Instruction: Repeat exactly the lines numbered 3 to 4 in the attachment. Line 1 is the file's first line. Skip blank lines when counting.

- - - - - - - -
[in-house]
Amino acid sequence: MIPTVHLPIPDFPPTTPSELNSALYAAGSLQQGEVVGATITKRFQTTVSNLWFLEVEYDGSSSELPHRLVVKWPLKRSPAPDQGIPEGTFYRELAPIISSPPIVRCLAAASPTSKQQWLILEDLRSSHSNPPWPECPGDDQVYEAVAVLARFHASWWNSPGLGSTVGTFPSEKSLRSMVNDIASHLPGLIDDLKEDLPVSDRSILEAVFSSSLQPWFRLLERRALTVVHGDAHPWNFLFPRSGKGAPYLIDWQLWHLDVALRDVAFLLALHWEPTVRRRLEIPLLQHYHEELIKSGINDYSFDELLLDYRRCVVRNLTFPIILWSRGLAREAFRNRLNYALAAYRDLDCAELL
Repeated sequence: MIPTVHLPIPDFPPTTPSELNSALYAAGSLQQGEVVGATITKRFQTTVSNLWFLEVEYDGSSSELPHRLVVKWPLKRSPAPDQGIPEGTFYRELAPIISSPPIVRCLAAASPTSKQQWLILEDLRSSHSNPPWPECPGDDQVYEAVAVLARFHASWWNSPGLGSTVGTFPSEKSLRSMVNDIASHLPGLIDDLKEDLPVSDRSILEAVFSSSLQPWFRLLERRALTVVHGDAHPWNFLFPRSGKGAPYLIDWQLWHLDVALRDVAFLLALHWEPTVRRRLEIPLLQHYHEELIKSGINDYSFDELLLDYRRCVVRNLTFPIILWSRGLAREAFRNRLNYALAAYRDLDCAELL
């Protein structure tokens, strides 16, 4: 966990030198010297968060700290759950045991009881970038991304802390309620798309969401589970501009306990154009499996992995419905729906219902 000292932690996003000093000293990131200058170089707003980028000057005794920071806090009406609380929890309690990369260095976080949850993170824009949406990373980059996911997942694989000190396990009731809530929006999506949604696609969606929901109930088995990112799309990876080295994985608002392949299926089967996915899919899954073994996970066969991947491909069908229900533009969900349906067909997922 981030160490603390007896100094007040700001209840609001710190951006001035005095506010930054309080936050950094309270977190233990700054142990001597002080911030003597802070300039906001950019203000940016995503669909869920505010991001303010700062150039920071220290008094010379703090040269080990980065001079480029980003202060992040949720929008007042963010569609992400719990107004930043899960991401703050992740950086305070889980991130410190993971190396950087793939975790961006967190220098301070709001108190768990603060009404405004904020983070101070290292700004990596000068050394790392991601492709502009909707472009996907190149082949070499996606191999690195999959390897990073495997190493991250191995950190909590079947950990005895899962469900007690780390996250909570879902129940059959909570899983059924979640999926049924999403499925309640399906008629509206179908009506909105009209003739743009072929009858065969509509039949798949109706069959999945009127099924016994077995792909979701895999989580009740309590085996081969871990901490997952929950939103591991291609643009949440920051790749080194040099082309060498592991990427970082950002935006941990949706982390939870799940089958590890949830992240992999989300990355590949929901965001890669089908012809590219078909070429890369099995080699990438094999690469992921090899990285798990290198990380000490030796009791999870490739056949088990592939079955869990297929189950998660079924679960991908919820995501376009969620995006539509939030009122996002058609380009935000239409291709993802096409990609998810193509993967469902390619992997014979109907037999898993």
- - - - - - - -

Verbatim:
Repeated sequence: MIPTVHLPIPDFPPTTPSELNSALYAAGSLQQGEVVGATITKRFQTTVSNLWFLEVEYDGSSSELPHRLVVKWPLKRSPAPDQGIPEGTFYRELAPIISSPPIVRCLAAASPTSKQQWLILEDLRSSHSNPPWPECPGDDQVYEAVAVLARFHASWWNSPGLGSTVGTFPSEKSLRSMVNDIASHLPGLIDDLKEDLPVSDRSILEAVFSSSLQPWFRLLERRALTVVHGDAHPWNFLFPRSGKGAPYLIDWQLWHLDVALRDVAFLLALHWEPTVRRRLEIPLLQHYHEELIKSGINDYSFDELLLDYRRCVVRNLTFPIILWSRGLAREAFRNRLNYALAAYRDLDCAELL
């Protein structure tokens, strides 16, 4: 966990030198010297968060700290759950045991009881970038991304802390309620798309969401589970501009306990154009499996992995419905729906219902 000292932690996003000093000293990131200058170089707003980028000057005794920071806090009406609380929890309690990369260095976080949850993170824009949406990373980059996911997942694989000190396990009731809530929006999506949604696609969606929901109930088995990112799309990876080295994985608002392949299926089967996915899919899954073994996970066969991947491909069908229900533009969900349906067909997922 981030160490603390007896100094007040700001209840609001710190951006001035005095506010930054309080936050950094309270977190233990700054142990001597002080911030003597802070300039906001950019203000940016995503669909869920505010991001303010700062150039920071220290008094010379703090040269080990980065001079480029980003202060992040949720929008007042963010569609992400719990107004930043899960991401703050992740950086305070889980991130410190993971190396950087793939975790961006967190220098301070709001108190768990603060009404405004904020983070101070290292700004990596000068050394790392991601492709502009909707472009996907190149082949070499996606191999690195999959390897990073495997190493991250191995950190909590079947950990005895899962469900007690780390996250909570879902129940059959909570899983059924979640999926049924999403499925309640399906008629509206179908009506909105009209003739743009072929009858065969509509039949798949109706069959999945009127099924016994077995792909979701895999989580009740309590085996081969871990901490997952929950939103591991291609643009949440920051790749080194040099082309060498592991990427970082950002935006941990949706982390939870799940089958590890949830992240992999989300990355590949929901965001890669089908012809590219078909070429890369099995080699990438094999690469992921090899990285798990290198990380000490030796009791999870490739056949088990592939079955869990297929189950998660079924679960991908919820995501376009969620995006539509939030009122996002058609380009935000239409291709993802096409990609998810193509993967469902390619992997014979109907037999898993």